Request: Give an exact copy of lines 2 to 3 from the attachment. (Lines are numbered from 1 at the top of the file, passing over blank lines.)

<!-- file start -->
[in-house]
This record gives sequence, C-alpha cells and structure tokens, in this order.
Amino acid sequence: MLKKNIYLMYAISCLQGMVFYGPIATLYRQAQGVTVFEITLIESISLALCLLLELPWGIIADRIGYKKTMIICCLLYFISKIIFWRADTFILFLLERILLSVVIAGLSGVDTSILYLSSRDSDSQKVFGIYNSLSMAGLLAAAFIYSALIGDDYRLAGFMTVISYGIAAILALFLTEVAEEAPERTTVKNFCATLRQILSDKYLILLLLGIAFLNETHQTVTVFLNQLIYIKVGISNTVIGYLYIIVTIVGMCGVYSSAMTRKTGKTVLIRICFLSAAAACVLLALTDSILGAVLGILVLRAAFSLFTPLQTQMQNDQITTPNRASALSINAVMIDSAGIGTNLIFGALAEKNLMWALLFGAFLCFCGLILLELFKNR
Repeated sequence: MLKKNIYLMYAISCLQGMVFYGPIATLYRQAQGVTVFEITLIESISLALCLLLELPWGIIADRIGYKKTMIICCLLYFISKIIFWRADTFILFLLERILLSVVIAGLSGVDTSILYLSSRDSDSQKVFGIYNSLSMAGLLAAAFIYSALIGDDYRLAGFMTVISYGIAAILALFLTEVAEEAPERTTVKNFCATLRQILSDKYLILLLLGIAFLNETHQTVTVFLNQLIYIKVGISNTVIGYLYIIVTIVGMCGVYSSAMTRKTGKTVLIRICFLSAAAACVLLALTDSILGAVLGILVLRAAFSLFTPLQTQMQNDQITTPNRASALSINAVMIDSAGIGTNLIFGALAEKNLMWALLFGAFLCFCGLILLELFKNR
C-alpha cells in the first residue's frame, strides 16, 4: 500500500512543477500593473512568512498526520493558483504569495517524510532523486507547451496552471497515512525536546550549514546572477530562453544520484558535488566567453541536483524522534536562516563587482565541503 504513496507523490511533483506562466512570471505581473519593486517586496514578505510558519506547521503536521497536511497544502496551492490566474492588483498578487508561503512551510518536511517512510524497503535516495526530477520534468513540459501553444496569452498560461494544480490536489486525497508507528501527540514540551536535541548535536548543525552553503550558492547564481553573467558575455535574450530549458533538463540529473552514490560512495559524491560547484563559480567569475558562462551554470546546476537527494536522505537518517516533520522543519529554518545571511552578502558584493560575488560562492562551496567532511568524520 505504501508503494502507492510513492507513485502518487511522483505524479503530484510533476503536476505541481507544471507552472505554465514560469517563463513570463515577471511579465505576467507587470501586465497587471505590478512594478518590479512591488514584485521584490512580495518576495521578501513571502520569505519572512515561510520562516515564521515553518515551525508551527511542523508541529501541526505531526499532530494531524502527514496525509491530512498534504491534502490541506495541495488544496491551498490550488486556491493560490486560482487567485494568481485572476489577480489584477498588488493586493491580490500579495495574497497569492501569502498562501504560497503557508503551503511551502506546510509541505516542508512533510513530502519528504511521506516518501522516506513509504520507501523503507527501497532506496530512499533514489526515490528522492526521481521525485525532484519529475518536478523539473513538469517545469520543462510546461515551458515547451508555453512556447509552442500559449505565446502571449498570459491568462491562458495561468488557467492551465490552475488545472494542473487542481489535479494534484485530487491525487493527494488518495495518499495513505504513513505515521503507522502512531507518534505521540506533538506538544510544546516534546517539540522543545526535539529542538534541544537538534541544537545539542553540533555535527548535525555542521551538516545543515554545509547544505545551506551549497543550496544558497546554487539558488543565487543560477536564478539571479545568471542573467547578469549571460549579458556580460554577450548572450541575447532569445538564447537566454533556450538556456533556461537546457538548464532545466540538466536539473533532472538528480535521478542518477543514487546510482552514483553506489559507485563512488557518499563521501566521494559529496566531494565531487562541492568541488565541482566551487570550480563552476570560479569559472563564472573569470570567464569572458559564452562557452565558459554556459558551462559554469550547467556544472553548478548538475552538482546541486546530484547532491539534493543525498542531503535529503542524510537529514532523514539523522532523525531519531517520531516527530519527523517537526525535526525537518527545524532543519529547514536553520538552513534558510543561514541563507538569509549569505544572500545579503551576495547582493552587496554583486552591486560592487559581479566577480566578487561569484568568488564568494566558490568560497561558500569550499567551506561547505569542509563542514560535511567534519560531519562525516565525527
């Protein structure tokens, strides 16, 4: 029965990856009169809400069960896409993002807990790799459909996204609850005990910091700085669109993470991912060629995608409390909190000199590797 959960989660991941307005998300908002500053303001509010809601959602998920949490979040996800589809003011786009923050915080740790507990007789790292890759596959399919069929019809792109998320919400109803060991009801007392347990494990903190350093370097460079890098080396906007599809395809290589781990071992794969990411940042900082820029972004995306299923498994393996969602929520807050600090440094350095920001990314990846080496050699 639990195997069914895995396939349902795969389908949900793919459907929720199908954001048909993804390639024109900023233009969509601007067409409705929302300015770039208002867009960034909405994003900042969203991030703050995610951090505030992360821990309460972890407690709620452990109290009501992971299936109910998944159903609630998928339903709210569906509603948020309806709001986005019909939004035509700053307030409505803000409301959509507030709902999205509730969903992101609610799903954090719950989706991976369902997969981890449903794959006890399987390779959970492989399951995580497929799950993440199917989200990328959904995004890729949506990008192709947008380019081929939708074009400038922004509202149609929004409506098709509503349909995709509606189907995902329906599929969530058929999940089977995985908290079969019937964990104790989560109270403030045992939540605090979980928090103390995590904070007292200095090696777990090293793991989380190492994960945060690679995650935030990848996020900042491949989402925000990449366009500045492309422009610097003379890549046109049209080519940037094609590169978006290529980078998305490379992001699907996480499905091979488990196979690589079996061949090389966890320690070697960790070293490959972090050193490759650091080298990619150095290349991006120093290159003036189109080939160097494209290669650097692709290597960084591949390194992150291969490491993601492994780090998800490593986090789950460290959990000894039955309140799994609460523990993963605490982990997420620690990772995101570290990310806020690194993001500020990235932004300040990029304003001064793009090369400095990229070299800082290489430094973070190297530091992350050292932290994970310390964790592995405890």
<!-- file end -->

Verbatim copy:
This record gives sequence, C-alpha cells and structure tokens, in this order.
Amino acid sequence: MLKKNIYLMYAISCLQGMVFYGPIATLYRQAQGVTVFEITLIESISLALCLLLELPWGIIADRIGYKKTMIICCLLYFISKIIFWRADTFILFLLERILLSVVIAGLSGVDTSILYLSSRDSDSQKVFGIYNSLSMAGLLAAAFIYSALIGDDYRLAGFMTVISYGIAAILALFLTEVAEEAPERTTVKNFCATLRQILSDKYLILLLLGIAFLNETHQTVTVFLNQLIYIKVGISNTVIGYLYIIVTIVGMCGVYSSAMTRKTGKTVLIRICFLSAAAACVLLALTDSILGAVLGILVLRAAFSLFTPLQTQMQNDQITTPNRASALSINAVMIDSAGIGTNLIFGALAEKNLMWALLFGAFLCFCGLILLELFKNR